Ric Ocasek, lead singer of The Cars and successful record producer, married Sport Illustrated swimsuit model, Paulina Porizkova, in 1989. When Ocasek passed away on September 15, 2019, it was Porizkova who discovered his body in the home they still shared, even though they started divorce proceedings in May of 2018.
It turns out that Ocasek sought legal advice and took steps to cut-off Porizkova and her spousal rights by signing a new New York last will a few weeks before he died. Ocasek claimed that Porizkova “abandoned” him and she should not be entitled to the spousal elective share. According to Porizkova, the two were living together throughout their “amicable” divorce.
So, what would happen if the Ocasek and Porizkova were Florida residents? Is abandonment a legal issue or just something to deal with in therapy?
In Florida, spouses have the right to elect to receive a share of the estate, even when they are disinherited.  Some States, NOT FLORIDA, waive that right when the spouse is found to have “abandoned” the person who died, or in various other ways. Florida, on the other hand does not have such rules. Florida looks at marriage like a light switch; it’s either on, or it’s off. We don’t have a notion of “legally separated” or “abandoned” or “common law marriage.” In Florida, you’re either married or you’re not. Another difference in Florida law is that our Florida elective share combines both probate and non-probate assets. Not all States include the non-probate assets in the elective share bucket.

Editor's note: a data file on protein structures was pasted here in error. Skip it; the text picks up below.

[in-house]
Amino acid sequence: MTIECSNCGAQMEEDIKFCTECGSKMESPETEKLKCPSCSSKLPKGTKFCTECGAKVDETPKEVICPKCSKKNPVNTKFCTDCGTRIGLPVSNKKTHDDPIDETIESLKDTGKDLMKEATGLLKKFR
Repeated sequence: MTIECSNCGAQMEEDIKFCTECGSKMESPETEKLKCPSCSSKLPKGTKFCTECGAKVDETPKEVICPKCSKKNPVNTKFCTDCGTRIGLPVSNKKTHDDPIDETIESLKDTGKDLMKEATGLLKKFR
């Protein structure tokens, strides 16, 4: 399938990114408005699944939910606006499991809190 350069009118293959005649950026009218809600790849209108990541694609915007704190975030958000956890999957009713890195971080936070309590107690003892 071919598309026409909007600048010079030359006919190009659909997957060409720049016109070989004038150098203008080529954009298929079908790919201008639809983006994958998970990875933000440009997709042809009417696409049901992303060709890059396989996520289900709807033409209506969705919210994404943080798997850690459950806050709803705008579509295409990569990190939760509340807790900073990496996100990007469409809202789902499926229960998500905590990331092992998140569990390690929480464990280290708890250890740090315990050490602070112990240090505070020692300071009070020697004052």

Another issue (as I see it) is that a written claim of “abandonment” is not abandonment. This seems like a terrible idea as ultimately, it’s up to a probate judge to decide if Porizkova really did “abandon” Ocasek. Just because his will said she did, does not mean that the judge has to agree. Instead, it will be based on the testimony and evidence presented in probate court. These are all things we try to avoid when drafting an estate plan.
You’ll be happy to know that Porizkova recently settled with the estate and WE learn that abandonment has no place in a Florida last will.